JUST AFTER MIDNIGHT following the events of July 20, 1944, Adolf Hitler's hoarse voice broke through on German radio to announce "a crime unparalleled in German history." An attempt had been made upon his life. A bomb had exploded in his war room, which had left him bruised and burned but "entirely unhurt," and a treasonous plot was under way to usurp authority. Hitler tried to conceal the extent of the plot, describing it as merely "a very small clique of ambitious, irresponsible and, at the same time, senseless and stupid officers . . . a gang of criminal elements which will be destroyed without mercy." But, in fact, thousands of estimbale Germans were involved in the failed coup. It was to be the only serious revolt ever marshaled against Hitler in the 11 1/2 years of the Third Reich.

Paul West's novel, The Very Rich Hours of Count von Stauffenberg , is a fictionalized insider's account of the German resistance to Hitler from 1933 to 1945, focusing with particular sympathy and detail upon the character, temperament and motivation of Colonel Count Claus von Stauffenberg, who assumed leadership of the abortive July 20, 1944 effort. Stauffenberg was a fundamentally good and noble man, in West's view, driven by circumstances to a desperate, last-ditch effort to save his people from what he regarded would be the judgment of history: universal condemnation and infamy.

The novel follows the transformation of Stauffenberg's allegiance from nominal support of Hitler in the early days of the Reich, to ambivalence and doubt (as he learned more), to active dislike, to loathing and hatred of everything Hitler stood for and was doing to his country, to mobilization, "after which there was the whole business of an ethics that transcended ethics, culminating in a deed of homicidal saintliness, not an end in itself, but the prelude to a just polity, a decent polity, a new Germany."

As a young man, Stauffenberg was clearly prepared by his ancestry and sumptuous education for some important role, if not quite adequately for the brutal tasks his life required of him, though he did come very close to succeeding. He came from an old, congenial and distinguished South German family, born to "a responsibility to care for others," the descendant of generals and military heroes of the war of liberation againt Napoleon. He grew into a cultured, balanced, energetic man whose idealism was nourished by his friendship with poets, a man who might have become the leader Germany needed, West implies, had he had the chance; and his life poses a persuasive counterargument to the example of Nazi Germany as proof of the failure of the once-assumed values of culture and the civilizing and humane influence of a liberal education. "I wanted a Germany," Stauffenberg says in the novel, "led by men from all classes of society, men committed to selfless high-mindedness."

West shows how difficult it must have been to strike out against an enfranchised authority, especially at a time of siege when the instincts of the majority of the duped populace were tuned to defending the barricades, when one was surrounded by Hitler's fanatical loyalists and henchman, and when the foe was a maniac of such overweening dominance, decisiveness and apparent strength, who had succeeded in identifying himself as synonymous with the fatherland. The novel helps us imagine and therefore comprehend how so many reasonable and civilized German citizens could have been swept along into seeming collaboration with such as oppressive, tyrannical force.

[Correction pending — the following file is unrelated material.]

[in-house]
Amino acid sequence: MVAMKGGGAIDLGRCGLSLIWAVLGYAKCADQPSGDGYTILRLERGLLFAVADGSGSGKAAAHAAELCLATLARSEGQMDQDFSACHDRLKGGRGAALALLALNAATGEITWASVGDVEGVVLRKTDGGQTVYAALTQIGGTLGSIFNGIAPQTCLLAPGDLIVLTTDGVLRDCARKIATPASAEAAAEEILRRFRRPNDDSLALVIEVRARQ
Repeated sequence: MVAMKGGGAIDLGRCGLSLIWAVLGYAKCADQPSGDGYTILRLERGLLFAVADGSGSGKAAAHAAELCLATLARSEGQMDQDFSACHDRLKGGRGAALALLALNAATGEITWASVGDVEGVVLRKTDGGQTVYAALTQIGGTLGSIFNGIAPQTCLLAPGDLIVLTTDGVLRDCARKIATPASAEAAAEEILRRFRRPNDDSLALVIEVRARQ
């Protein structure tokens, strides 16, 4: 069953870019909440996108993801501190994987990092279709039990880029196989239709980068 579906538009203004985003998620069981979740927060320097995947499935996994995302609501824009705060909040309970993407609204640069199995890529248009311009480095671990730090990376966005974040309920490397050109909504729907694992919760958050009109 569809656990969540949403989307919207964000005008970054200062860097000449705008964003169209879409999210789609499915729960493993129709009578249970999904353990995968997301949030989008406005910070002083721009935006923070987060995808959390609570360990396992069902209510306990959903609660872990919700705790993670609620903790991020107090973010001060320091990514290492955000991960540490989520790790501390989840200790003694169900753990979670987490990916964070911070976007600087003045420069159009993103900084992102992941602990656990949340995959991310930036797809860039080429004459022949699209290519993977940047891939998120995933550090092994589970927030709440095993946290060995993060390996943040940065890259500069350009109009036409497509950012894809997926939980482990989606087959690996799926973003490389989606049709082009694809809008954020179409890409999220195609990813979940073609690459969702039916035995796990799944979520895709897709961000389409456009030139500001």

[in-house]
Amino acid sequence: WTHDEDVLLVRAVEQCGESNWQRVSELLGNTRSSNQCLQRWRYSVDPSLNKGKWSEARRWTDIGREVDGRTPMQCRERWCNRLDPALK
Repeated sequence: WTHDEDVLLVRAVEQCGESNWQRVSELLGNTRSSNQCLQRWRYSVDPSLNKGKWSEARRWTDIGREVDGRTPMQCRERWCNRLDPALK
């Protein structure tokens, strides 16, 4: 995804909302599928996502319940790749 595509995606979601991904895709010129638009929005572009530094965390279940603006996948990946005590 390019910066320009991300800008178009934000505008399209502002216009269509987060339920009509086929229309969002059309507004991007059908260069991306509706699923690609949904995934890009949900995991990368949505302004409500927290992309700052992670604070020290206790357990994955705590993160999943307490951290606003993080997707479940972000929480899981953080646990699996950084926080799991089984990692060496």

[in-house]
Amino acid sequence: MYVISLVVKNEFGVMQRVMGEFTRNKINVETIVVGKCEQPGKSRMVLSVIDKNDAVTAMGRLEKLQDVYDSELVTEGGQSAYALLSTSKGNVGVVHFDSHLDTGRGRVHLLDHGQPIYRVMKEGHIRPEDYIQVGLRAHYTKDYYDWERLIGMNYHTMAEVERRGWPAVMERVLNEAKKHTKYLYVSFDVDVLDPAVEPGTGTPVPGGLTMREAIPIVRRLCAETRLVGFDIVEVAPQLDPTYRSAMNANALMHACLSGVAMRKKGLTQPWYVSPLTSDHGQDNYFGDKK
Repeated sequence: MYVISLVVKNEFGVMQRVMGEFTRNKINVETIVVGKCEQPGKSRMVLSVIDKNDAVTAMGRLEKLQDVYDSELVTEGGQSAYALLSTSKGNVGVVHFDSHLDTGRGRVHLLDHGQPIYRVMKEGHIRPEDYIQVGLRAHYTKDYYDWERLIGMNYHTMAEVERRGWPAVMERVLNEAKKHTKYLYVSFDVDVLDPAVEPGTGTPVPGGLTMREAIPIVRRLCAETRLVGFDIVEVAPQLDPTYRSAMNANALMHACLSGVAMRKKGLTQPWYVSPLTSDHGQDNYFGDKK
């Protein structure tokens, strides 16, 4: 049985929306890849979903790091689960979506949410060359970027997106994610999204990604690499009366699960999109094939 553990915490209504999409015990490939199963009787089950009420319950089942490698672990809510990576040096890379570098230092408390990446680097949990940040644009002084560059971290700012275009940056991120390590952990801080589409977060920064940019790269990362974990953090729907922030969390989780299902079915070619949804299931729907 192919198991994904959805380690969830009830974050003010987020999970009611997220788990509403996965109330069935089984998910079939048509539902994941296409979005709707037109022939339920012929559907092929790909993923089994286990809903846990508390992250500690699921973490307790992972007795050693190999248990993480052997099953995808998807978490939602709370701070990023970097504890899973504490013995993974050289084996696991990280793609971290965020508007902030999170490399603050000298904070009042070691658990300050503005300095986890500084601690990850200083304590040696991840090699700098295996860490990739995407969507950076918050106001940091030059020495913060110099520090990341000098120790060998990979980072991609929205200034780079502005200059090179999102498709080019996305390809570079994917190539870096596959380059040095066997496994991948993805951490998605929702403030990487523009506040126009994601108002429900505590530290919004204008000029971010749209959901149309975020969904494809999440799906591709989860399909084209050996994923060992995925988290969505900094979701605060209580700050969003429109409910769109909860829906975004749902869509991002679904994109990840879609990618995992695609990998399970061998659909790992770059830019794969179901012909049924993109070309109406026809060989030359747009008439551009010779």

Stauffenberg's story shows further that an idealist with convictions and an ability to act on his beliefs can change the world. Stauffenberg's main failing was apparently a lack of luck: his briefcase containing the all-important bomb was inadvertently moved after he had left the war room, thus saving Hitler. Communications snafus and the lack of commitment of some of his co-conspirators also contributed to the failure.

Most of them paid dearly, for Hitler carried out his threatened revenge with grotesque thoroughness, convening a kangaroo court for the purpose of humiliating the conspirators publicly, then having them tortured and hanged, while selected executions were committed to film for viewing by the Fuehrer and members of the military elite. Hitler vowed to exterminate even the wives, children and near relatives of the accused. Before the purge was over, the Gestapo had made 700 arrests and the death roll numbered nearly 5000 names. The only stroke of luck for poor Stauffenberg -- then only 36 years old -- seemed to be that he was summarily dispatched by firing squad under the auspices of a fence-straddling officer, later executed himself, who hoped to cover his own complicity in the affair.

West occasionally seems overwhelmed by his material, or too concerned with sheer weightiness or the turgid accumulation of names and facts. There is little attention to conventional plotting and suspense, to the aspects that could have made the novel "a thriller." But a rich, textured style and metaphorical inventiveness are the dividends of this same essential conception of the task -- West's struggle to articulate the enormity and complexity of his vision. West obviously does not conceive of the work as a mere entertainment but as a serious and deep meditation on the life of a unique and altruistic man who, but for quirks of fate, might have changed the world for the better. It is not an historical novel, that is, not merely an historical novel, though quite convincing in its attention to historical accuracy, but prose with a conscience, work that might most aptly be identified by the current catch phrase "moral fiction."

West uncovers and explores one of the great, unheralded acts of heroism of World War II (and its attendant failings and atrocities). Speaking for dead men in an impressive feat of ventriloquism, his novel attempts to find what message these wasted lives might have for us now.